What are the basic techniques for cooking with konjac flour thickener?

Cooking with konjac flour is easy when you follow a few simple guidelines. The following basic techniques assure good results every time.

Amount of stirring:

Gradually stir konjac flour into cold liquids until completely smooth. Continue to stir gently during entire cooking period. When adding ingredients after cooking, remove the mixture from the heat and stir them in quickly and gently. Stirring too vigorously may cause mixture to break down and thin out.


Cook over medium-low to medium heat. Cooking over high heat can cause lumping. If mixture contains egg, high heat may curdle it.

Cooking time:

Stirring constantly, bring mixture to a full boil and boil 1 minute. After boiling 1 minute, the konjac flour will have swelled to their full capacity, causing the mixture to thicken. Significantly overcooking thickened mixtures such as puddings, pies and cake fillings may cause mixture to thin out as it cools.

Is konjac flour gluten-free?

Yes. Gluten is a protein found in wheat and other cereals. Gluten is not present in konjac flour, which makes it an excellent substitute for flour in many recipes.

Konjac flour recipes
Hot Wing Sauce
  • 2 Tbsp butter
  • 1 Bottle Crystal or Durkee Brand Hot Sauce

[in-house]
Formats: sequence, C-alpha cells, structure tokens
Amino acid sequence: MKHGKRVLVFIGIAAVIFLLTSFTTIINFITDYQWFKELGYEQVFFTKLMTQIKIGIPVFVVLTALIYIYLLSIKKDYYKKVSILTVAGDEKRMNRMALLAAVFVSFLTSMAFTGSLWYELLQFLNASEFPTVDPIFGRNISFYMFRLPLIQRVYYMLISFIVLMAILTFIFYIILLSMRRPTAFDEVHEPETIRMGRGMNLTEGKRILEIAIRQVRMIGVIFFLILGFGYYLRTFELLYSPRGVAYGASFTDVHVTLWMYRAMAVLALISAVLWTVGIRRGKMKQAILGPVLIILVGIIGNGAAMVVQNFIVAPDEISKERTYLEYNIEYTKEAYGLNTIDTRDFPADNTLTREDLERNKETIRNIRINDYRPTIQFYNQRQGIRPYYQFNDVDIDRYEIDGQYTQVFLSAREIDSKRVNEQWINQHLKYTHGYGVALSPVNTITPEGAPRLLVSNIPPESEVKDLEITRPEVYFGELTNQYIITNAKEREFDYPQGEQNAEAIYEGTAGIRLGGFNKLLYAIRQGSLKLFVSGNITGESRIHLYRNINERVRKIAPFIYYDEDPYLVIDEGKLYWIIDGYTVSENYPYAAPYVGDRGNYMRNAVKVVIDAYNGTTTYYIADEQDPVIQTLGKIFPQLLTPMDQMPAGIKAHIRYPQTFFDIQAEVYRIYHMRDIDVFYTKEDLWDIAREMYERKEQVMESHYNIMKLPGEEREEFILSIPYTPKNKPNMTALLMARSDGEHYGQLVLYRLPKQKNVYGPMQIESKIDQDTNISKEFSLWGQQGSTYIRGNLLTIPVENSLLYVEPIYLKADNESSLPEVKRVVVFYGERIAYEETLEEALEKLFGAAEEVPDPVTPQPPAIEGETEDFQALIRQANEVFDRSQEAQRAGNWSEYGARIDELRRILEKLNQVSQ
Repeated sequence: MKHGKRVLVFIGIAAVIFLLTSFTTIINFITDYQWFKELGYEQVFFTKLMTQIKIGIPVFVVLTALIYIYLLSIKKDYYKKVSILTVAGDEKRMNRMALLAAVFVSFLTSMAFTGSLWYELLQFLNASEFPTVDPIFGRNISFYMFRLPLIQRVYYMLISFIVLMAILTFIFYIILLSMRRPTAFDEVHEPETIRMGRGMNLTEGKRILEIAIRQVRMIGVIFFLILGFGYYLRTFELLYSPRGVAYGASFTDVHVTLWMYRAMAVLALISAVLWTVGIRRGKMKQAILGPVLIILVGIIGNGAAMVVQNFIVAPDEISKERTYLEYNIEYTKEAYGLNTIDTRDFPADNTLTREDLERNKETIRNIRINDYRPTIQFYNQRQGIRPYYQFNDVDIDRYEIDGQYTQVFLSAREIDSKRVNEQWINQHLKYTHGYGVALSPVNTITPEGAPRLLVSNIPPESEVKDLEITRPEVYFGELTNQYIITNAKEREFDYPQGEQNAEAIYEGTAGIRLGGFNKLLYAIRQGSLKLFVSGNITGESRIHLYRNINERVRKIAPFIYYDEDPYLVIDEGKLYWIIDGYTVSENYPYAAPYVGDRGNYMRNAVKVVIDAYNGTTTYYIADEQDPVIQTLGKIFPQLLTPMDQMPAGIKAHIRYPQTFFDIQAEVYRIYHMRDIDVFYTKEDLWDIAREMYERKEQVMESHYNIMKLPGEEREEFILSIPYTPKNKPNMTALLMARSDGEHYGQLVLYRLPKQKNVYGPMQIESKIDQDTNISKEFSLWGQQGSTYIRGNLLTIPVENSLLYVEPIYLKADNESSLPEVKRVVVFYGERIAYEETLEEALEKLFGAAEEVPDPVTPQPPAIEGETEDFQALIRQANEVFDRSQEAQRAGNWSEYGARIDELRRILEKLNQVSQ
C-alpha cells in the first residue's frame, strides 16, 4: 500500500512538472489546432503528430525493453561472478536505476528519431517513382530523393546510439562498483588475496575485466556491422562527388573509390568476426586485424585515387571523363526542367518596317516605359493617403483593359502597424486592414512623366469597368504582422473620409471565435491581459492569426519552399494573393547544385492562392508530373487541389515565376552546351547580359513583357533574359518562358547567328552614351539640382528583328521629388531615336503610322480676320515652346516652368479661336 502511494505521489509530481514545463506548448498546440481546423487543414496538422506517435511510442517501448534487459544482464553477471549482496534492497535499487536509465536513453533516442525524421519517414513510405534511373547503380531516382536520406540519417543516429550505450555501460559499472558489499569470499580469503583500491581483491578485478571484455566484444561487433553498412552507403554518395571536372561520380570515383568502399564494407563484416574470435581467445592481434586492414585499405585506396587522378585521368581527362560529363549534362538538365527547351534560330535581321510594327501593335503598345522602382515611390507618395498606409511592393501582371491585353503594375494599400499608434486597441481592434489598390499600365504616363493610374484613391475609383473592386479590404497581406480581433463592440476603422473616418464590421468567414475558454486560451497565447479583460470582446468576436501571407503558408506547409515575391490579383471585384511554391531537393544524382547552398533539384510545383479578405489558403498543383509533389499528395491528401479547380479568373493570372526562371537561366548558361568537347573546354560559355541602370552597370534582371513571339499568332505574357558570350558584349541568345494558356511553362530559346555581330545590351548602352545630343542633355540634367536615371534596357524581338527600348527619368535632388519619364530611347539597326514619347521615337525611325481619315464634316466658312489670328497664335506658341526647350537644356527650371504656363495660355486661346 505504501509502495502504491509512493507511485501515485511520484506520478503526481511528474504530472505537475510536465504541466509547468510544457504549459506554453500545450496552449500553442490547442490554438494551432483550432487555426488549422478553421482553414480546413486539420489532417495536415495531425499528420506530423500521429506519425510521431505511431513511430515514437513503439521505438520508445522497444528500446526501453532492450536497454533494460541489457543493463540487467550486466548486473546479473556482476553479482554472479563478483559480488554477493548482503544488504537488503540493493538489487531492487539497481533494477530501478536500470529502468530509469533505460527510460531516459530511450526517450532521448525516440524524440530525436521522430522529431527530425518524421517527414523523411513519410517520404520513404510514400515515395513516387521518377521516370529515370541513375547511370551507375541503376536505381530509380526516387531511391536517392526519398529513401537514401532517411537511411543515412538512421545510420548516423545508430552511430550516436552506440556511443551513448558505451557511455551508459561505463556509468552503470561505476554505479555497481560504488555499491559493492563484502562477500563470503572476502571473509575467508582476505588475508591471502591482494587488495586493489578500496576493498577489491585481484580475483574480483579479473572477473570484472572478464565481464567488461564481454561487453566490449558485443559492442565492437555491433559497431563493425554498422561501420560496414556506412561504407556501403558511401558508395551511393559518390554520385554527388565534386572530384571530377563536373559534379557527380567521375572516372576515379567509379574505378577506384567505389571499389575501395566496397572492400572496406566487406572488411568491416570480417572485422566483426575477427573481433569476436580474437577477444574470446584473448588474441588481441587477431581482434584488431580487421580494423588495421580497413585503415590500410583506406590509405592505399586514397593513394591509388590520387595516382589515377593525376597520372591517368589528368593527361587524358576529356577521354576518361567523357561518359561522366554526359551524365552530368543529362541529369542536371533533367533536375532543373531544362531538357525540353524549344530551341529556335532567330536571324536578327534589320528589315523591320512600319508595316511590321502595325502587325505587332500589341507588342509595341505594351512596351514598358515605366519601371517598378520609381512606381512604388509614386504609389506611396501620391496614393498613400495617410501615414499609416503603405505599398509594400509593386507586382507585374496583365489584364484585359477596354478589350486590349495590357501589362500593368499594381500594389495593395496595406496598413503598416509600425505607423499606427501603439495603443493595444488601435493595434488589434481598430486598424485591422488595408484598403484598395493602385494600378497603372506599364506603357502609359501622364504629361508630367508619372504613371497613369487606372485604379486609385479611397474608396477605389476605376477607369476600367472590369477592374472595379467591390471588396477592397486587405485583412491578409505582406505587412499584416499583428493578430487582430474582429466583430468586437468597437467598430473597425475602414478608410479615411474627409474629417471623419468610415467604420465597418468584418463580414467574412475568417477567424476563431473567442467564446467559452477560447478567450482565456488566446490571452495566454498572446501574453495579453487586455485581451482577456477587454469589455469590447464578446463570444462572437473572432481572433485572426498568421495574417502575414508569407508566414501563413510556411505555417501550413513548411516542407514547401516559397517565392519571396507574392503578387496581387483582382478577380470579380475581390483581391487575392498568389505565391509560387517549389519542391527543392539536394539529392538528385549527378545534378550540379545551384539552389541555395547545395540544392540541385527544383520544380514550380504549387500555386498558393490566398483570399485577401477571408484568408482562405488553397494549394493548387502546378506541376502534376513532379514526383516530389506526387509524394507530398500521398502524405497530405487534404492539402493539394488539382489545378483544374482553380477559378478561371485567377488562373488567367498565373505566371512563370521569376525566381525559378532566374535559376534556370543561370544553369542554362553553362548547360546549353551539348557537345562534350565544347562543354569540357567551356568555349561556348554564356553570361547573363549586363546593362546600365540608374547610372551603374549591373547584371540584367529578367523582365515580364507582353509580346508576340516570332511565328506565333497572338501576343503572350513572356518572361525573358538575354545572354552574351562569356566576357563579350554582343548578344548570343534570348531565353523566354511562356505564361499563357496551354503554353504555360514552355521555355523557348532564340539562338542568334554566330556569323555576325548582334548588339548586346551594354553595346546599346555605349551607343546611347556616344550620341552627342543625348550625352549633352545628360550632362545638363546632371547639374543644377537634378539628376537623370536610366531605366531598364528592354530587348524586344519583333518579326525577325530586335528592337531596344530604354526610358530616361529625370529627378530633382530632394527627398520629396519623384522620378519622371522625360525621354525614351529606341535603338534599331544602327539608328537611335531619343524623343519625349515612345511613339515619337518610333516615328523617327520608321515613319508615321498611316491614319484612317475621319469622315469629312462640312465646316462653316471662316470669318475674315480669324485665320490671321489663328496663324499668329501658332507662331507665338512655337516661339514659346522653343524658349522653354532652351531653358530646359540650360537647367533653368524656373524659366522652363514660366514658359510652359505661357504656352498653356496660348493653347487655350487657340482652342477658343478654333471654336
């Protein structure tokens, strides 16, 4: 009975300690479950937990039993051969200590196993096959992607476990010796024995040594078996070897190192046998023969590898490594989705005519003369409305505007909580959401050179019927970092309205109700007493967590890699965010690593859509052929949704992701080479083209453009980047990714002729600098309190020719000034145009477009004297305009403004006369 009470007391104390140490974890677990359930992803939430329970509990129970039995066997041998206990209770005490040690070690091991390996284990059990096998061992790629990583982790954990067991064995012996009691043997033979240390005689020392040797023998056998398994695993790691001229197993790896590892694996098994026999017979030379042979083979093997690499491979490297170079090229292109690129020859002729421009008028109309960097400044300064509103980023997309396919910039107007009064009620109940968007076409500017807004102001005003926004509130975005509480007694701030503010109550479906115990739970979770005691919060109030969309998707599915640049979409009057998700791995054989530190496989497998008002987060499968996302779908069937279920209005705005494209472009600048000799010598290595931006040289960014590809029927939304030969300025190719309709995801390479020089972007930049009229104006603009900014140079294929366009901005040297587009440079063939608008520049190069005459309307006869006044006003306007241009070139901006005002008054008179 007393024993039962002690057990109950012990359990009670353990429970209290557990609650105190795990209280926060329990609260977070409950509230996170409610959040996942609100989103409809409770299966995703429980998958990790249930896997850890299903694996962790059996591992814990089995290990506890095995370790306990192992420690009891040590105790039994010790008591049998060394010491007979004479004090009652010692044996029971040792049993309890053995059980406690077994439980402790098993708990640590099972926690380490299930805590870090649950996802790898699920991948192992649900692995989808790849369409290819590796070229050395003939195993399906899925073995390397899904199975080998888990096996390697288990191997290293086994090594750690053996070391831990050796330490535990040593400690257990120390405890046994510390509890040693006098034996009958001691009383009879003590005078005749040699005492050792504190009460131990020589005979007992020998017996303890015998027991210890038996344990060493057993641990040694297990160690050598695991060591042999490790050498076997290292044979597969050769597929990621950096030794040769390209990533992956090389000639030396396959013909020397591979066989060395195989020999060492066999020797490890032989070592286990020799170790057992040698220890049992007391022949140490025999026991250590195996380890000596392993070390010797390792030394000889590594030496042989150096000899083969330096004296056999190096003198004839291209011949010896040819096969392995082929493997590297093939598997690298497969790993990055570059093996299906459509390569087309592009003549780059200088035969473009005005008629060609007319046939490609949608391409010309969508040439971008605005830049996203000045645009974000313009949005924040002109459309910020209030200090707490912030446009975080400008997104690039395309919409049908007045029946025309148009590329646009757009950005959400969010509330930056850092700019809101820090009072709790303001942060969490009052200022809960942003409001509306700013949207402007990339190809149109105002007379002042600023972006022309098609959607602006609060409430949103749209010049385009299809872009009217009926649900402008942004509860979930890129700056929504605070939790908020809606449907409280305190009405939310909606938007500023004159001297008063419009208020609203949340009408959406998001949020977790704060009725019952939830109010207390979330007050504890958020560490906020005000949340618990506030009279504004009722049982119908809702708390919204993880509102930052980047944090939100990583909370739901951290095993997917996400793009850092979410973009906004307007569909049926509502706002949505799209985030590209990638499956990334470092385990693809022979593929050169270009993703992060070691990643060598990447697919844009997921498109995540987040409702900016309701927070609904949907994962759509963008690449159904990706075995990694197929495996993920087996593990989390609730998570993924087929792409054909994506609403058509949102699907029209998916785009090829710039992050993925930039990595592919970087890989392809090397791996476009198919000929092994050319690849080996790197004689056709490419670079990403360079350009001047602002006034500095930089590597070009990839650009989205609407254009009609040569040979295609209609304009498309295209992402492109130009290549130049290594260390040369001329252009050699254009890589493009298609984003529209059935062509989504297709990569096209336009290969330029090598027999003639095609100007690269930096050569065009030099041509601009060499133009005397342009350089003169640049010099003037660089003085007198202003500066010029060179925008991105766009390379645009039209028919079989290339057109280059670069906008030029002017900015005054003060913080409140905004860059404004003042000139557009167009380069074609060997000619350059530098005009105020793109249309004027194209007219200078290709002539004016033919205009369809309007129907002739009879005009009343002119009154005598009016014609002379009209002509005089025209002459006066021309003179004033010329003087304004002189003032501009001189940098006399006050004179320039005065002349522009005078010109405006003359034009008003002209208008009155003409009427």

• 1 (or more) Tbsp ground ceyanne pepper
  • 1 tsp garlic powder
  • 1 tsp onion powder
  • 1 teaspoon konjac flour
  • Mix everything but konjac flour together in saucepan and heat till butter is melted. Mix konjac flour with cold water. Add to sauce to thicken.

Chili Paneer
  • Paneer 250 g
  • 2 red chillies (crushed)
  • 2-3 green chillies (crushed)
  • 1 tsp ginger paste
  • 1 tsp garlic paste
  • 1 tsp tamarind pulp
  • 1/2 tsp soya sauce
  • 1 medium onion finely chopped
  • 1 Tbsp oil
  • salt to taste
  • 1 teaspoon konjac flour
  • Cut Paneer into 1 inch cubes and fry/bake as desired. Heat oil in a wok and fry onions till slightly brown. Add ginger-garlic paste, crushed chillies and soya sauce. Saute for a minute. Add a little water to make some gravy and salt to taste. Add tamarind pulp.(proportion can vary depending upon sour taste). Finally add konjac flour dissolved in cold water to thicken gravy. Let it boil till thick enough to your liking. Just before serving, put in Paneer cubes and give it one boil. Can be served with Chinese fried rice or with Paratha and regular rice.